mission

Are the "Best Companies to Work For" really the best companies to work for?

The other day I noticed that the application deadline to be considered for the Fortune 100 Best Companies to Work For list is this week. My company is too small to be considered for this honor (you must have at least 1000 employees), but I always pay close attention when the rankings come out, and I'm sure many of you do as well. » Read more

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Three tired marketing words you should stop using

Over the years, I've had many people label me as a marketing guy just because I help build brands. I don't like being labelled, but I particularly don't like that marketing label. Why?

In my view, traditional marketing sets up an adversarial relationship, a battle of wills pitting seller vs. buyer.

The seller begins the relationship with a goal to convince the buyer to buy something. The buyer begins the relationship wary of believing what the seller is saying (often with good reason). It is an unhealthy connection that is doomed to fail most of the time. » Read more

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De-bucketizing the org chart

Over the years, I’ve picked up an unhealthy understanding of the language of business. Years of sitting in big corporate meetings will do that to you, unfortunately.

Here at New Kind, my business partners will still call me out for talking about “action items,” saying something is in our “wheelhouse,” or jumping straight to the “net-net.” » Read more

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The open source organization: good in theory or good in reality?

On occasion I get the opportunity to speak publicly about some of the things I've learned over the years applying the open source way in organizations. » Read more

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Are you building a community or a club?

I've never been much for clubs. When I was young, I made a lousy cub scout. I wasn't a real "joiner" in high school or college either (just enough to get by) and I still don't get actively involved in many professional associations today.

But I'm a sucker for a noble mission. I find myself getting drawn into all sorts of things these days. Good causes, interesting projects, even big ideas like the reinvention of management all share my extra attention, brainpower, and resources.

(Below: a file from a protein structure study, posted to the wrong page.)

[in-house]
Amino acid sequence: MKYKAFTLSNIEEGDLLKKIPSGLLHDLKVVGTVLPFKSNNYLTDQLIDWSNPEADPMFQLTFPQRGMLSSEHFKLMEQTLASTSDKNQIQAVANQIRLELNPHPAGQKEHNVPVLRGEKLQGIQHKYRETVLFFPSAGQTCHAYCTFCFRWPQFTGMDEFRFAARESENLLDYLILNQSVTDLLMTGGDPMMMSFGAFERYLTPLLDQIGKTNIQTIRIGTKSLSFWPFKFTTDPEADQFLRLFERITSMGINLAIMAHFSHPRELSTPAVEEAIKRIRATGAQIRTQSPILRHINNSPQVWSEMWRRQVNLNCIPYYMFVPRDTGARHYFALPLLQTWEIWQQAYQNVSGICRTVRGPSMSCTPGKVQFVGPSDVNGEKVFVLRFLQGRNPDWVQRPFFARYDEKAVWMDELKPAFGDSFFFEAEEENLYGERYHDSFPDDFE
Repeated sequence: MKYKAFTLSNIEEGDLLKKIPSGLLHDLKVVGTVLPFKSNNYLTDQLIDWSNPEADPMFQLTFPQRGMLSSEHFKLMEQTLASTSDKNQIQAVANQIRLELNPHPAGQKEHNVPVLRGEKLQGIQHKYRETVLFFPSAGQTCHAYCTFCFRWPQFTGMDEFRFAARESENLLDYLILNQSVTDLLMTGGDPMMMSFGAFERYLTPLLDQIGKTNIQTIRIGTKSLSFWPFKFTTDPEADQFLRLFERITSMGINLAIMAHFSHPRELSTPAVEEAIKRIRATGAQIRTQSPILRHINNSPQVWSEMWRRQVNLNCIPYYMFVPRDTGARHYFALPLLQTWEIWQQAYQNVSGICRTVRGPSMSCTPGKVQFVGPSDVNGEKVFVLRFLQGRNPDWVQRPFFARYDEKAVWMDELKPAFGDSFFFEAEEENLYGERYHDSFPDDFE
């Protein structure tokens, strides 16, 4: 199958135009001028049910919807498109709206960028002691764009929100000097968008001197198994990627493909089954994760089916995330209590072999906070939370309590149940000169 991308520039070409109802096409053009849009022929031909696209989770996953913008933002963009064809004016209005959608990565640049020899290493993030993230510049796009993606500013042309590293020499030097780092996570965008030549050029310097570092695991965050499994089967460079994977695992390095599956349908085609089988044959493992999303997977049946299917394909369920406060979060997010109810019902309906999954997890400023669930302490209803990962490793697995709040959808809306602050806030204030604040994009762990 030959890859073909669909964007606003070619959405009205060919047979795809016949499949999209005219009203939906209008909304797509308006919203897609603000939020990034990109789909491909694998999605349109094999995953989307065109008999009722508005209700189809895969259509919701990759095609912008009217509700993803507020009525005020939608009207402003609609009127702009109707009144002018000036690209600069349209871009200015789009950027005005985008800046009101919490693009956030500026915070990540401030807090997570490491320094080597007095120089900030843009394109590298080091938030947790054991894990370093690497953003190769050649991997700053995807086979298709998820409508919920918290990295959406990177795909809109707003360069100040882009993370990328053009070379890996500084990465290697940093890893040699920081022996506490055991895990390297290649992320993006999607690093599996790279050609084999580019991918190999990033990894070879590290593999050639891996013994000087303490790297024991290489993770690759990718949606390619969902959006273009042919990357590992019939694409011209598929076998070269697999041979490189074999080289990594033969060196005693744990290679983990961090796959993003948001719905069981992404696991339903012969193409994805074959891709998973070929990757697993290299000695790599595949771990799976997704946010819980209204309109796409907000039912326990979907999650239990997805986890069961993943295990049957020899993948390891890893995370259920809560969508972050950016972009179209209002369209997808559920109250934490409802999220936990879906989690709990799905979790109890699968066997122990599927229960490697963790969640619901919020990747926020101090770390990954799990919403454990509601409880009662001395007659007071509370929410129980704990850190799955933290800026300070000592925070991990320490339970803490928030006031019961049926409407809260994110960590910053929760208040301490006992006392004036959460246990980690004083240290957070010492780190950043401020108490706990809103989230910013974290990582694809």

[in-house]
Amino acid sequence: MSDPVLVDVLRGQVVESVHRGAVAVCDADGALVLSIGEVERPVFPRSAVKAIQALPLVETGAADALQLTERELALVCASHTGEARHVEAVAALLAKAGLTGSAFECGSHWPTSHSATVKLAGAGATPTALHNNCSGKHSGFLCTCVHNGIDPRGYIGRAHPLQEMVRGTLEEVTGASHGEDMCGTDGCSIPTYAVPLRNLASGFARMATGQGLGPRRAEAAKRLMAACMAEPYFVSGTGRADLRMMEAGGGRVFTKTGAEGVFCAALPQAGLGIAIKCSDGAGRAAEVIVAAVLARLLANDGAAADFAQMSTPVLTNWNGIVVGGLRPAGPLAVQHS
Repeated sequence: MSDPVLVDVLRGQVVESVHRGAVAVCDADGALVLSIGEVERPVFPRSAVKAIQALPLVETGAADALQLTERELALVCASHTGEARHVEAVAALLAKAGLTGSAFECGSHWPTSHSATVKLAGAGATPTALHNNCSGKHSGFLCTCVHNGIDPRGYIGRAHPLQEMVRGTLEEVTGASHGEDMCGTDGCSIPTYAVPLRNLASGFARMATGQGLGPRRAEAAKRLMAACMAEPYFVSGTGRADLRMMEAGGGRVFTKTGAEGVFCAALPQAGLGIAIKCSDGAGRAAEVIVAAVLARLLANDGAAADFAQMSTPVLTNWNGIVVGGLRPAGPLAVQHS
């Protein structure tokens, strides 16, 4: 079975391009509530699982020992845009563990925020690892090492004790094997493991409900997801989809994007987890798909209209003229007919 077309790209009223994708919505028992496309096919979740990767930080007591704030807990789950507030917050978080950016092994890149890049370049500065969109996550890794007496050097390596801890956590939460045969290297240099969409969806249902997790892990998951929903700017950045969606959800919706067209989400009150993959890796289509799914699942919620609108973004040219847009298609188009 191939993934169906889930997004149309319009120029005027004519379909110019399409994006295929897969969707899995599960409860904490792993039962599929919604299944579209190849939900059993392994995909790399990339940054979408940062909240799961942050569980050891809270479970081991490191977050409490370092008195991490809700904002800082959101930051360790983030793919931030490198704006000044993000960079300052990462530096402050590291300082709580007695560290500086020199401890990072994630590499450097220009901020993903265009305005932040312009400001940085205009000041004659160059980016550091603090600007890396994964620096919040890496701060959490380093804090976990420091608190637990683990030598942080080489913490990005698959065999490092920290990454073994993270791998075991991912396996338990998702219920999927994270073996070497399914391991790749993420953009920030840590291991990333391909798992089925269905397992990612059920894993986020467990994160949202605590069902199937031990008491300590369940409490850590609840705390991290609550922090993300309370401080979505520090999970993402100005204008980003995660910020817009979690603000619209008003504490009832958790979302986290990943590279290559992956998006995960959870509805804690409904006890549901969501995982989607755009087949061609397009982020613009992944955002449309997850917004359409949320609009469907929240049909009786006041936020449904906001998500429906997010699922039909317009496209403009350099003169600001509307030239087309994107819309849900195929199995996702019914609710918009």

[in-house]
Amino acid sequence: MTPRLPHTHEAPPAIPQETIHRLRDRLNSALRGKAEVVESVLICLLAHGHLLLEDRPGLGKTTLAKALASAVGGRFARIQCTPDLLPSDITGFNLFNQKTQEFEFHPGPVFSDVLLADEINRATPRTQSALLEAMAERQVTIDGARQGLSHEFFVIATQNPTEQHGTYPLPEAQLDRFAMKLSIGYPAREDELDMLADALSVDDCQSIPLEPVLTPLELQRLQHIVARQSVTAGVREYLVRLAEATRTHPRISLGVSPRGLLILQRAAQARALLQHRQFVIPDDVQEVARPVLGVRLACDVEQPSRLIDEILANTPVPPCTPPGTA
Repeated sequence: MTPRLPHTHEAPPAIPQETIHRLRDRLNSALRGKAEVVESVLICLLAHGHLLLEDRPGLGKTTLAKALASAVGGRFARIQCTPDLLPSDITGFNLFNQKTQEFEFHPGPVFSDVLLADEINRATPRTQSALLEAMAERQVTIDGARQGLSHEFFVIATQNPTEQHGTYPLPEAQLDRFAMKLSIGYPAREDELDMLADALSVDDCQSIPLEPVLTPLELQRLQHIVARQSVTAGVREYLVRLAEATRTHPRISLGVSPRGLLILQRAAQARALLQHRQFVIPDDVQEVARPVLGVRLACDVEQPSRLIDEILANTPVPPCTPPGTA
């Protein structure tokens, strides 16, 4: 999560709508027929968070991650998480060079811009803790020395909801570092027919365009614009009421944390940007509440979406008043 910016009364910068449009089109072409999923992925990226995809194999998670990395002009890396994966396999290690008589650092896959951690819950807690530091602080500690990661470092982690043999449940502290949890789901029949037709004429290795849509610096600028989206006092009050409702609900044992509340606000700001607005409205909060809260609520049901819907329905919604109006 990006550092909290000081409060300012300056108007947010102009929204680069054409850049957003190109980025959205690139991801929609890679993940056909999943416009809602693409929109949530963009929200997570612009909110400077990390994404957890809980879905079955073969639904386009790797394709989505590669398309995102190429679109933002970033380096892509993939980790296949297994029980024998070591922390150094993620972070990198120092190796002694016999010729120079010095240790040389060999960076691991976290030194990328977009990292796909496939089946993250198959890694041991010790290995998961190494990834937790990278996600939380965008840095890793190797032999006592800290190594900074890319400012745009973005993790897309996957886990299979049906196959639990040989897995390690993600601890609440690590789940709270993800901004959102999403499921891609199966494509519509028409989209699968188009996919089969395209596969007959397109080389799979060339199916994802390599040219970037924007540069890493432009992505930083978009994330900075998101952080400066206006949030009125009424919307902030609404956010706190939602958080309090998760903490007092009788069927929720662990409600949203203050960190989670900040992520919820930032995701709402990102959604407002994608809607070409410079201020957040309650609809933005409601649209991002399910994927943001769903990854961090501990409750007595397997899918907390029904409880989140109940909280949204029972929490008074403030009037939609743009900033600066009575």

I love to contribute to things I believe in. » Read more

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Is your culture made of gold or fool's gold?

When I hear people talk about how awesome their organizational culture is, I often find myself wondering what sort of “great” culture it is.

For me, great cultures fall into two categories: entitlement and mission-driven. Those “best places to work” lists don't usually make a distinction, but I do. Here is the difference:

Entitlement cultures

The surest sign of an entitlement culture? When someone tells you why they like their work, they give you an example of a benefit not related to the work itself. Some examples:
» Read more

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Is the word "community" losing its meaning?

Poor words. As they get more popular, as we give them more love, we also keep trying to shove in new meaning to see if they can take it.

In the technology industry, this happens over and over. Take "cloud computing," which used to mean something pretty specific and now means essentially "on the Internet" as far as I can tell. Outside the technology industry, take "news," which also used to mean something, and now is a muddy mess of news/editorial/advertising. » Read more

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Five questions about building community with Chris Blizzard of Mozilla

I've always been a fan of the Mozilla Foundation, and not just because of the Firefox web browser. As catalyst for some of the great communities in the open source world, Mozilla is something of a recipe factory for what to do right when it comes to building community. As it turns out, Mozilla's Director of Developer Relations, Chris Blizzard, is a long time friend of mine. » Read more

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Three tips for escaping the creativity peloton without giving up on collaboration

If you've ever watched a road bike race like the Tour de France, you know the peloton is the big group of riders that cluster together during the race to reduce drag. It's a great example of collaboration in action. But let's face it: the people in the middle of the peloton may go faster than they would otherwise, but they don't win the race.

When it comes to creating and innovating, most companies (and employees) are in the peloton. They are doing enough to survive, but they are stuck in the pack. And if they stay in the pack too long, they lose. » Read more

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2 reasons why the term "crowdsourcing" bugs me

Interesting article in Forbes about the way Threadless, the awesome t-shirt company, thinks about community-building. For those of you who aren't familiar with Threadless, they do about $30 million in revenues with a unique cultural/business model that merges a community of t-shirt creators and consumers into one happy family (you can read more about them in the Forbes article). » Read more

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